My Journey to Aphrodite – Part One

This is Part One in a series of posts about how I came to Aphrodite. Read Part Two and Part Three.

My journey to Aphrodite formally began in the summer of 2016, though one may argue that my informal journey started long before that. I sought her out in crisis, and she answered. She has been gentle, but she has also been fierce. She has been walking with me every day since then.

I’m not particularly proud of why I originally pursued Aphrodite, but life is messy, humans are fallible, and I endeavor to be as honest as I can on this blog so that others may be empowered to speak their truth. In the summer of 2016, my boyfriend of five years broke up with me and moved out of the apartment we had been sharing for two years. He said that I had emotionally abused him, and that living with me and my OCD was too much. (And to be honest, it probably was. I had a lot that I needed to work on.) He came back a few days later and we talked. We decided that we were going to get back together and try to make things work, but that he still wanted to move out. I was incredibly upset, and sobbed the entire time. (For those of you who want a status update, we are still together and things are much better now.)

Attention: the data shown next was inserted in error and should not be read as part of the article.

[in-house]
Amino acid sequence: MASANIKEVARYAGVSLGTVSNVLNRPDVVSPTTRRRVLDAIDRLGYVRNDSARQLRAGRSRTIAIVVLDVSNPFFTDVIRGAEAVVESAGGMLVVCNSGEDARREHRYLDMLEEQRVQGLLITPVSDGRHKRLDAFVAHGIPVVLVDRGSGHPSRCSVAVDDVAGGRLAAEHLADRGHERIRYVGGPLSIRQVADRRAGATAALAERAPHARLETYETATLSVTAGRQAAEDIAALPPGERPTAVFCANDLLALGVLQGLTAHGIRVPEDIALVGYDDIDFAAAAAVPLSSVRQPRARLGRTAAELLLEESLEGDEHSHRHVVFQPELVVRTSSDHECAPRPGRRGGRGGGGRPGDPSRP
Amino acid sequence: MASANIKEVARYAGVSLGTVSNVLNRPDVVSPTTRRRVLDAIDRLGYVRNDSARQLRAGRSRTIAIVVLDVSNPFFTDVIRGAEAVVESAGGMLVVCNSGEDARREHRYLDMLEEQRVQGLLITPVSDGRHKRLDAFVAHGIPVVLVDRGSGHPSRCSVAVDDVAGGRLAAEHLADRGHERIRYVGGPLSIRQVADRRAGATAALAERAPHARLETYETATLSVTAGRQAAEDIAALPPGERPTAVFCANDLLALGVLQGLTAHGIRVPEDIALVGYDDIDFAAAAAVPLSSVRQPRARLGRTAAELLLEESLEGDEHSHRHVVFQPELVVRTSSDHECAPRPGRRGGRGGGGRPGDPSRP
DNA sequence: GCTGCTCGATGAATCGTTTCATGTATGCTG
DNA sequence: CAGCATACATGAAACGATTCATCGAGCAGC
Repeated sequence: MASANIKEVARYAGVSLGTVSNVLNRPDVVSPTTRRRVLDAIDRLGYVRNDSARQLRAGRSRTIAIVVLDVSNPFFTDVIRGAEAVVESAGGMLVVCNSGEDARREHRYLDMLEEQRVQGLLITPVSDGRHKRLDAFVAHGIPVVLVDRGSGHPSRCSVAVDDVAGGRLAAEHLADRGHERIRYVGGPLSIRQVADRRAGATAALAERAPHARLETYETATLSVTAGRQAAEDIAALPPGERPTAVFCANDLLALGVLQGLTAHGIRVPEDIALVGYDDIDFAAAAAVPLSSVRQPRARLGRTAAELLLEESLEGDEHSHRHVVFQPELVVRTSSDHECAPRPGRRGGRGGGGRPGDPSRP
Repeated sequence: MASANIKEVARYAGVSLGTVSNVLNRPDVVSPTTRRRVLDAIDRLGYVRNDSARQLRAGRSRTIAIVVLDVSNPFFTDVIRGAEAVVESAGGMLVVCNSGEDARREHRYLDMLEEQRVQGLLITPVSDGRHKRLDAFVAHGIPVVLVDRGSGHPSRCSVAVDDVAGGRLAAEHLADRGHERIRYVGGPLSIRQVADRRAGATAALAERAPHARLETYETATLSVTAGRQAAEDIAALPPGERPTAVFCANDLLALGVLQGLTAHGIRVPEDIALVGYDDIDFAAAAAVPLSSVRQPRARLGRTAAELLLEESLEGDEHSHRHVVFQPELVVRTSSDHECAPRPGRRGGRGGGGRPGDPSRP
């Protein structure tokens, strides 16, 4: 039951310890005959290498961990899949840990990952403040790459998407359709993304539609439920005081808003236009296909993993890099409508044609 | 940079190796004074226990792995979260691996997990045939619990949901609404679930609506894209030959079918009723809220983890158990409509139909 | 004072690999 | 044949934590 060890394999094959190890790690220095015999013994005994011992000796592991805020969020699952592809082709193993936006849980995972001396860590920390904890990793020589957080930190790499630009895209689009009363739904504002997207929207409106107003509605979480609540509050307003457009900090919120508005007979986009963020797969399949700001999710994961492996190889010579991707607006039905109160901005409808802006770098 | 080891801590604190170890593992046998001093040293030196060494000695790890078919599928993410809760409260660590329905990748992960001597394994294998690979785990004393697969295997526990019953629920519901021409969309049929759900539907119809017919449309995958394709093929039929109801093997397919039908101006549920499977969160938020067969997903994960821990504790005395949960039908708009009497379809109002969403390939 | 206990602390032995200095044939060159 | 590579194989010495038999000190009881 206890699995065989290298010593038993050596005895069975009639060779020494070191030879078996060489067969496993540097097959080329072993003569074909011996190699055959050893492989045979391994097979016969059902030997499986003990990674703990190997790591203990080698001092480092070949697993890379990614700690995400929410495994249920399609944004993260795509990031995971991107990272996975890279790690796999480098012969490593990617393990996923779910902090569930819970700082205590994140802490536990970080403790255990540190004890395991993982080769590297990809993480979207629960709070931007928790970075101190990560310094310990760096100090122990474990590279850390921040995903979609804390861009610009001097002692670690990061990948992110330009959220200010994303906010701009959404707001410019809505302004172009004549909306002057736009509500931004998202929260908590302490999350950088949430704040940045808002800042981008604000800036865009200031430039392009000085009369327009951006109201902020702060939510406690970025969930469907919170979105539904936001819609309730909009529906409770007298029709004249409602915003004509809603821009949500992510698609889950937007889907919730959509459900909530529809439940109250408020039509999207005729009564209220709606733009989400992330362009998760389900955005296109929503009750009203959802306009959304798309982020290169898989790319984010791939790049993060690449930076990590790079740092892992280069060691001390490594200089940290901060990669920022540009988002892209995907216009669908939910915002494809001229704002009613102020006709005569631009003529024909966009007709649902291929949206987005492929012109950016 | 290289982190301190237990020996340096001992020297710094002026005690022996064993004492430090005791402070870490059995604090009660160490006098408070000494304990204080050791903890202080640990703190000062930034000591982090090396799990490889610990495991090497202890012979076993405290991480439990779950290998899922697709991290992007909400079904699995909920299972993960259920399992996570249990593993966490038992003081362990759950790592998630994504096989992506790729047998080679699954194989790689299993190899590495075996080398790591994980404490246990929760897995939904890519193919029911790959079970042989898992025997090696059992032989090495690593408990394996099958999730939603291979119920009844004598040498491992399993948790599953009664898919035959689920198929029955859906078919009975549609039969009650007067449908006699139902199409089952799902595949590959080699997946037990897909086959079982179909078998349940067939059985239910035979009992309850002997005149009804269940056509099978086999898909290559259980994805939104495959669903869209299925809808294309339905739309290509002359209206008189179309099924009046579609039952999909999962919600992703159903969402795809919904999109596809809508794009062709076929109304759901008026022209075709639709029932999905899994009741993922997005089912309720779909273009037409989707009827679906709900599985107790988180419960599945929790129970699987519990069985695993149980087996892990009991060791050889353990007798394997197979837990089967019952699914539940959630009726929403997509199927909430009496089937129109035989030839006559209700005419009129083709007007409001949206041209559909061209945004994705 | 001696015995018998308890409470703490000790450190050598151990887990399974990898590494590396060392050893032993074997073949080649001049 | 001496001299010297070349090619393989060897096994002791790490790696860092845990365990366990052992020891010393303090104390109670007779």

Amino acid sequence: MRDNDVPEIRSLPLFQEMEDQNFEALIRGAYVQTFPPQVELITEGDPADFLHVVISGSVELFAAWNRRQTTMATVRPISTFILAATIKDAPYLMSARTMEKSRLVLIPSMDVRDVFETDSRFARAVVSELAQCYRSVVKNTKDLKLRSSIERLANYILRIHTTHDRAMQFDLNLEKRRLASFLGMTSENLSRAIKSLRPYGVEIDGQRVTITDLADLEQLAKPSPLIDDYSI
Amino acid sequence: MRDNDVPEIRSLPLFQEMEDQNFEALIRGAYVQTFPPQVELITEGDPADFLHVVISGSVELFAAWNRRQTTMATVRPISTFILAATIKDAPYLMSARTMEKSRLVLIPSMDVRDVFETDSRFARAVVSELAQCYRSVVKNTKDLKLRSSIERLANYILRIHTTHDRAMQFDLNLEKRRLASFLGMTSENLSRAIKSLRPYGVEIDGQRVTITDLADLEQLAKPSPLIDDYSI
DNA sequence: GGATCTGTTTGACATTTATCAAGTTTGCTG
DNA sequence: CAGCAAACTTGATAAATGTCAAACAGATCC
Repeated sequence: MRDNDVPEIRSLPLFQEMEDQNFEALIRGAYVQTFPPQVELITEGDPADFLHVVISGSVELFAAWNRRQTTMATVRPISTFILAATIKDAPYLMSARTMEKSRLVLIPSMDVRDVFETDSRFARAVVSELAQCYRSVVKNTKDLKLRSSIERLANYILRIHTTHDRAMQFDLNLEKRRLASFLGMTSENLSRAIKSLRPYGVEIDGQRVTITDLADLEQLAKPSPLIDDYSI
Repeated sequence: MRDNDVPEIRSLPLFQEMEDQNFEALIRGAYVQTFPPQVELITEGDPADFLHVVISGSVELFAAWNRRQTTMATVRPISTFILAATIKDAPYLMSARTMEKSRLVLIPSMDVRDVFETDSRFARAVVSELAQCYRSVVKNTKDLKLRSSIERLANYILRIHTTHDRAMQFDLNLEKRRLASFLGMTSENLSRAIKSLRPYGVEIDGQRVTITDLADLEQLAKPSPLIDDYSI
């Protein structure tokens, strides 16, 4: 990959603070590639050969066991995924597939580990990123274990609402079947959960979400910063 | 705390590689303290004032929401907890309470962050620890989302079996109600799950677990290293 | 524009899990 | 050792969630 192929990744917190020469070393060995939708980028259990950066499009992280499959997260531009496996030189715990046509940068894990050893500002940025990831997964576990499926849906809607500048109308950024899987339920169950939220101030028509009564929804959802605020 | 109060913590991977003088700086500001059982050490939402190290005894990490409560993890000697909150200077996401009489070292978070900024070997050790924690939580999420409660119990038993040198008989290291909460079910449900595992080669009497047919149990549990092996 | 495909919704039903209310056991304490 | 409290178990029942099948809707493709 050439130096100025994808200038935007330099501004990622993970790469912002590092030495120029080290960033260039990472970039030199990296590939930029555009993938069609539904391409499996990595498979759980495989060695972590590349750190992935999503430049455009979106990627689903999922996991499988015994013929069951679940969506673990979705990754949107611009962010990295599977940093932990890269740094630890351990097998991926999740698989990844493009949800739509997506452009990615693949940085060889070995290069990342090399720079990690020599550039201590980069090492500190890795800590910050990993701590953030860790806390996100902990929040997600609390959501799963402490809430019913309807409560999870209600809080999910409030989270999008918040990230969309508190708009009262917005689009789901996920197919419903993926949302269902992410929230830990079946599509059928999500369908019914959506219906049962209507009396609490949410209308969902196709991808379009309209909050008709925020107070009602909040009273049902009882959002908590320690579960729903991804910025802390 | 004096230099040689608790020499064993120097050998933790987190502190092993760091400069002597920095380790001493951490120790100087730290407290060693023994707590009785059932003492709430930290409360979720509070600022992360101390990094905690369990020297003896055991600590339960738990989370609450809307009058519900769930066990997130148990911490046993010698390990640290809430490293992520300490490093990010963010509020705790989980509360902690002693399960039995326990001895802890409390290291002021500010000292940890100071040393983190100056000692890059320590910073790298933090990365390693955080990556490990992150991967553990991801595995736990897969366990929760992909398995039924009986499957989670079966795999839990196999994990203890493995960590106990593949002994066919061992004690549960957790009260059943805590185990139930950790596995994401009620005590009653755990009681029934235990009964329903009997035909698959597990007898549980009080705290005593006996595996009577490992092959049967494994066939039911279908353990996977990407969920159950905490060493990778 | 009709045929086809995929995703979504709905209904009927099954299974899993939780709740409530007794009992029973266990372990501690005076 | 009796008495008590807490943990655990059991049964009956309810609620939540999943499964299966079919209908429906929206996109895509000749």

I was devastated. I place an extraordinarily high value on my relationships, particularly romantic ones. I had no indication that my boyfriend would decide to move out, and it shocked me. I knew I had to make things right. Initially, this took the form of reading a pile of books on relationships and marriage. (You can find some of the ones I found useful in the Resources section of this website.) I read every credible book I could get my hands on, thinking that there must be something for us to try, something else that I could do, to make things better. We started couples therapy, which we continued for about a year (more on that in a different post). I started aggressively pursuing treatment for my OCD. I had been seeing therapists for years, but the techniques never really worked for me, and I was reticent to go on psychiatric medication. And, finally, I reached out for Divine help.